Sleep impacts both mental health and physical health.
Many factors affect sleep quality and sleep quantity, and insufficient sleep leads to a variety of health problems.
How much sleep you need varies by age and lifestyle, but generally, adults need 7-9 hours of sleep each night.
In controlled sleep studies, participants who stayed awake for eight to 10 days showed substantial cognitive deficits.
Imagine this scenario: You’re tired, but you’ve got a lot to do, so you go to bed later than you should. When your head finally hits the pillow, you can’t shut off your mind. You’re ruminating on some thorny issues. You’re mentally making tomorrow’s to-do list. You’re worrying about things you can’t control. Sometimes you’re not worrying at all—but your mind flits from one random thought to another. Before you realize it, morning comes, the alarm goes off, and you haven’t slept at all. Yikes!
While failing to get enough sleep will certainly slow you down mentally and physically the rest of the day, it also negatively affects your health in a variety of ways. And many factors—from stress and illness to poor eating habits and medications—can be a barrier to a good night’s sleep. 
An occasional sleepless night is normal, and some people struggle with more serious, ongoing sleep problems. What happens if you don’t sleep at all? Read on to learn more about the effects of inadequate sleep.
How Much Sleep Do You Actually Need?
Just like eating, drinking, and breathing, sleep serves an essential function. In fact, humans can survive longer without food or water than without sleep. 
It helps to understand the 24-hour sleep/wake cycle (called the circadian rhythm). This internal body clock helps determine when you fall asleep and wake up. As part of this cycle, the body produces melatonin—the hormone that promotes sleep—which increases as it gets darker and decreases as it gets lighter. This sleep cycle goes through four stages that include dozing off and subdued stages, deep sleep, and REM sleep. Truly restorative sleep (your goal!) involves moving smoothly from one sleep cycle stage to the next. Generally, you progress through four to six rounds of sleep cycle every night.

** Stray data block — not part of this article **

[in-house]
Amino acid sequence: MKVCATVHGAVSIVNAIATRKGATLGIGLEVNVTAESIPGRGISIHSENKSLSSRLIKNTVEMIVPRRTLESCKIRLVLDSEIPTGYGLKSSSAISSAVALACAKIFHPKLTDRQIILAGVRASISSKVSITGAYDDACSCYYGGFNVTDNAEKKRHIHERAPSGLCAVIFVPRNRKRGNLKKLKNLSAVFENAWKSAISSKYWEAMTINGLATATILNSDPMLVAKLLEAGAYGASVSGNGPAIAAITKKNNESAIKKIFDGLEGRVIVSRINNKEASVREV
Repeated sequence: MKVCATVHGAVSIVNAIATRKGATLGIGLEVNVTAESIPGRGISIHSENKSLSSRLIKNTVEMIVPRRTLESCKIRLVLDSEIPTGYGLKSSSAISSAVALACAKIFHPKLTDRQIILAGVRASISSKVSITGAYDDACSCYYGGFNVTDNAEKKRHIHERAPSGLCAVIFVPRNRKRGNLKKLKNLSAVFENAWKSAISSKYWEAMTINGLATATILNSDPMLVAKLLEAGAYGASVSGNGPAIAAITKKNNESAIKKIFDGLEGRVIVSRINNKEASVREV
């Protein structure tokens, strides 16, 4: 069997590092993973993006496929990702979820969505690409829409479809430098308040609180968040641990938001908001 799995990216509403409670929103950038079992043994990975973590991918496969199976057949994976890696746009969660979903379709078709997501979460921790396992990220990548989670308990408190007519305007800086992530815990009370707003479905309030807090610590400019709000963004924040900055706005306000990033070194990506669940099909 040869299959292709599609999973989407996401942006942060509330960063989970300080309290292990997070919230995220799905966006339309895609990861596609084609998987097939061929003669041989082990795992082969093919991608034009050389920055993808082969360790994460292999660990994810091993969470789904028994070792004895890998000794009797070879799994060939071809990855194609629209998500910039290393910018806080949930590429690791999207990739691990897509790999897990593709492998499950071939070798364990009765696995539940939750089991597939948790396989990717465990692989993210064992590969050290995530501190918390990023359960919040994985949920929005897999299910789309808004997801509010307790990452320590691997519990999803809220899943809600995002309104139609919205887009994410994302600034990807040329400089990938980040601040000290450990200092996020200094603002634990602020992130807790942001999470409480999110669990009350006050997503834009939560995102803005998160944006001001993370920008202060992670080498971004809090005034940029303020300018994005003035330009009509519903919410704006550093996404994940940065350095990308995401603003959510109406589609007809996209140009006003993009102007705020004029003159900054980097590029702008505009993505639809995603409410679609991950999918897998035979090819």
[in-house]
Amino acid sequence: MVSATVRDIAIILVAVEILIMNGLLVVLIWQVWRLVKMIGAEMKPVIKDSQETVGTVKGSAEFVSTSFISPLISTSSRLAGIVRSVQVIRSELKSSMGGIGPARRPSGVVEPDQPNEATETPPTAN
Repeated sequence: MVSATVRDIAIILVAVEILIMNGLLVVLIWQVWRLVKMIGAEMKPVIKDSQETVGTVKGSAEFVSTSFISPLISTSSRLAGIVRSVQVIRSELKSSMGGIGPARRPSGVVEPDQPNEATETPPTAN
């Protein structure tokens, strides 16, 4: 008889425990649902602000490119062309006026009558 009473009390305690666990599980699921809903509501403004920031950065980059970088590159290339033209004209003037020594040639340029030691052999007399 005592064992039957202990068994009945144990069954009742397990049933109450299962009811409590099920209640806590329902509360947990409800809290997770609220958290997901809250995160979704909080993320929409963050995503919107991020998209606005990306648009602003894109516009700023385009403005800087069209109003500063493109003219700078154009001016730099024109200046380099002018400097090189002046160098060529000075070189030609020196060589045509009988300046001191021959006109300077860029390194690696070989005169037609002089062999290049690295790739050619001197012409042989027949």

So, getting sufficient sleep means you need quality sleep at the right time in the right quantity to allow your body and mind to recharge.
Is there a precise number of hours of sleep you need each night to get that rest-and-refreshed feeling? While there’s not one “magic number,” you can follow some general guidelines to ensure you are getting sufficient sleep. Also, know that the amount of sleep you need changes as you age. Experts at the National Sleep Foundation recommend following these daily guidelines for how much adequate sleep you need. 
By practicing healthy sleep habits (a.k.a. sleep hygiene), you can stave off sleep deprivation and get the above recommended slumber each night. In a nutshell, good sleep hygiene means adopting lifestyle habits that promote quality shuteye to keep your sleep schedule on track. Examples include sticking to a consistent sleep schedule, establishing a consistent bedtime routine, watching what you eat (and when), and limiting screen time near bedtime.
Is Not Getting Enough Sleep Unhealthy?
While an occasional bad night’s sleep will make you feel irritable and tired the next day, frequent inadequate sleep can wreak havoc on your health. Energy supplements to help support cellular energy production such as B vitamins, magnesium, or CoQ10 might be helpful for those that want to help support the body's energy processes but often don't make up for poor sleep. What happens if you don’t get enough sleep? Poor sleep can cause both mental and physical health issues. Research shows that sleep deprivation can lead to both health problems, such as: [5,6,7,8]
Lack of alertness
Excessive daytime sleepiness
Slower physical and mental reaction time
Difficulty with decision-making and problem-solving